Faith and Violence (Irrational Disagreements)

Here is a video examining the connection between faith and violence, and how when one is in an irrational disagreement, one can only resort to irrational persuasion.

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Find below the politics of YouTube:

To Whom It May Concern,

I do not believe that my video is not advertiser-friendly. Please allow me to make my case that the video follows the guidelines set down by YouTube.

As I understand it, below are the advertiser friendly guidelines set
down by YouTube:

“Content that is considered “not advertiser-friendly” includes, but is
not limited to:

[1.] Sexually suggestive content, including partial nudity and sexual humor
[2.] Violence, including display of serious injury and events related
to violent extremism
[3.] Inappropriate language, including harassment, profanity and vulgar language
[4.] Promotion of drugs and regulated substances, including selling,
use and abuse of such items
[5.] Controversial or sensitive subjects and events, including
subjects related to war, political conflicts, natural disasters and
tragedies, even if graphic imagery is not shown.”

My Video “Faith and Violence (Irrational Disagreements) surely does not fit into categories 1, 3, or 4, and I am confident that these were not the reasons that it was flagged. If I am mistaken, I am sure that a manual viewing of the video will dispel such notions.

However, based solely on the title and description of the video (and
date of publication), I can see how a system might flag it as falling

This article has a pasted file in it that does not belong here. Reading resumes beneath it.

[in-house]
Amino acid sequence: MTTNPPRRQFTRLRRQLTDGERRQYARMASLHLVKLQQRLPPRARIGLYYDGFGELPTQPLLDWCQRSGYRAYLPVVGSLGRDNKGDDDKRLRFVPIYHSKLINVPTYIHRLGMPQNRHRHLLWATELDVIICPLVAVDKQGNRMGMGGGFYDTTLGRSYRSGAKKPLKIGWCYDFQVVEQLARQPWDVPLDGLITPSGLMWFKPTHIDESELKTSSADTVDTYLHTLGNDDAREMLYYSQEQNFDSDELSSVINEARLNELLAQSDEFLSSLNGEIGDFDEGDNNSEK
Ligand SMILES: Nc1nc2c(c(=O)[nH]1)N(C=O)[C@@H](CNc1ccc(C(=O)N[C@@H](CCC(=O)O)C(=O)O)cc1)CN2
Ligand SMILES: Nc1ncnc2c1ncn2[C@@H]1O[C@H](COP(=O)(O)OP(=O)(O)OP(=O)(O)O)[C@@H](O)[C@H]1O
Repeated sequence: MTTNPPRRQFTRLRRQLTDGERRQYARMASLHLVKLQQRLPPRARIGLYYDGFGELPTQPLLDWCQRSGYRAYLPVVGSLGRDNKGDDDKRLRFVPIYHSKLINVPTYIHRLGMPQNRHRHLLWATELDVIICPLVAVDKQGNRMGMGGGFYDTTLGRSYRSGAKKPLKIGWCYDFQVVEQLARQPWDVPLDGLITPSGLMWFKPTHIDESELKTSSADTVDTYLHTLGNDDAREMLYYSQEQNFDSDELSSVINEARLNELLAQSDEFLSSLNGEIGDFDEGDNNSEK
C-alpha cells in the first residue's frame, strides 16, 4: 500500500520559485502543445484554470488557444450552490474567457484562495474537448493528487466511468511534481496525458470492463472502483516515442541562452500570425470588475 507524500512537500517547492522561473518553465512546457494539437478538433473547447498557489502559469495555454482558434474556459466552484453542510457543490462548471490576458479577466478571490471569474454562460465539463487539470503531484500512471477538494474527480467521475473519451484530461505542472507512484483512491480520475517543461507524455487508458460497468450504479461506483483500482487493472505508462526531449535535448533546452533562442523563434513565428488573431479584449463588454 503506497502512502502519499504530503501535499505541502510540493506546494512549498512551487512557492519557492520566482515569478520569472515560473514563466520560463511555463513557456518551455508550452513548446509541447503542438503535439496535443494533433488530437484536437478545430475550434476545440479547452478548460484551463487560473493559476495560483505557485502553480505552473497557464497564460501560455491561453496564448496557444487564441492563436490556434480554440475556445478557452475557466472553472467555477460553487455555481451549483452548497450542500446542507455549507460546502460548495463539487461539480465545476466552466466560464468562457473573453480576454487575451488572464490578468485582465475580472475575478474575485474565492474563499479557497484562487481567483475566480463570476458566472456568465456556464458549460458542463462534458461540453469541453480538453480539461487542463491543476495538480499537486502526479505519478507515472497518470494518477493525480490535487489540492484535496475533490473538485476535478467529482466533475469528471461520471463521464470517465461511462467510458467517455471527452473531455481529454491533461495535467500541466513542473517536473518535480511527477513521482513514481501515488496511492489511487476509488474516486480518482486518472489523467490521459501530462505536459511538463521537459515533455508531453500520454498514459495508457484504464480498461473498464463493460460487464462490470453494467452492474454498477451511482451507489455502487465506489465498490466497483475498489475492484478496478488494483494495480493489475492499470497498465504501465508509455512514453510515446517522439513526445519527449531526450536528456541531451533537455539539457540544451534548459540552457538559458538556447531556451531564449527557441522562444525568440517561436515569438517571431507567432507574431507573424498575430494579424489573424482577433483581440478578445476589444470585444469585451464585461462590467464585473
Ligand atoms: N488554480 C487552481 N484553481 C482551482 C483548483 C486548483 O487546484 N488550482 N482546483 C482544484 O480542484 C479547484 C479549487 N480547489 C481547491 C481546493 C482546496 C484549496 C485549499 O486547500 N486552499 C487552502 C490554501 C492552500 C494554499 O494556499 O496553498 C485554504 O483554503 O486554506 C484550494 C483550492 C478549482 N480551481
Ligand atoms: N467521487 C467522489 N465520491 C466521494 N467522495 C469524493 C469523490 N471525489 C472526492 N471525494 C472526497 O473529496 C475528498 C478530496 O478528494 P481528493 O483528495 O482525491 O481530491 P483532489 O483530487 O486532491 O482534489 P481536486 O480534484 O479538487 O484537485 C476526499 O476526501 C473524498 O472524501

under either category 2 or 5. Therefore, please allow me to defend
why it does not. The entire video consists in only words on a screen. There are no images, pictures or representations at all, let alone violent ones. The nine eleven attacks are referenced briefly as the impetus for the creation of the video, but the philosophical concepts of faith and violence are the central topics. The video is a philosophical argument about faith and violence in the abstract, it is more about epistemology, logic, and the nature of debate than it is about any particular event. The only actual examples of that are used are discussions of protests of gay marriage and blocking or insulting others on social media.

If your guidelines are that this event cannot be referenced in any way in videos I will admit that the video does wish everyone a good day of remembrance, once at the start and once at the end, and by such guidelines the video could be disqualified. However, since the
majority of the video deals with the more general philosophical ideas of faith and violence, and the event is acknowledged as much because the video was published on the day than anything else, I humbly request that you strongly consider approving this video for monetization. Thank you for taking the time to read this letter



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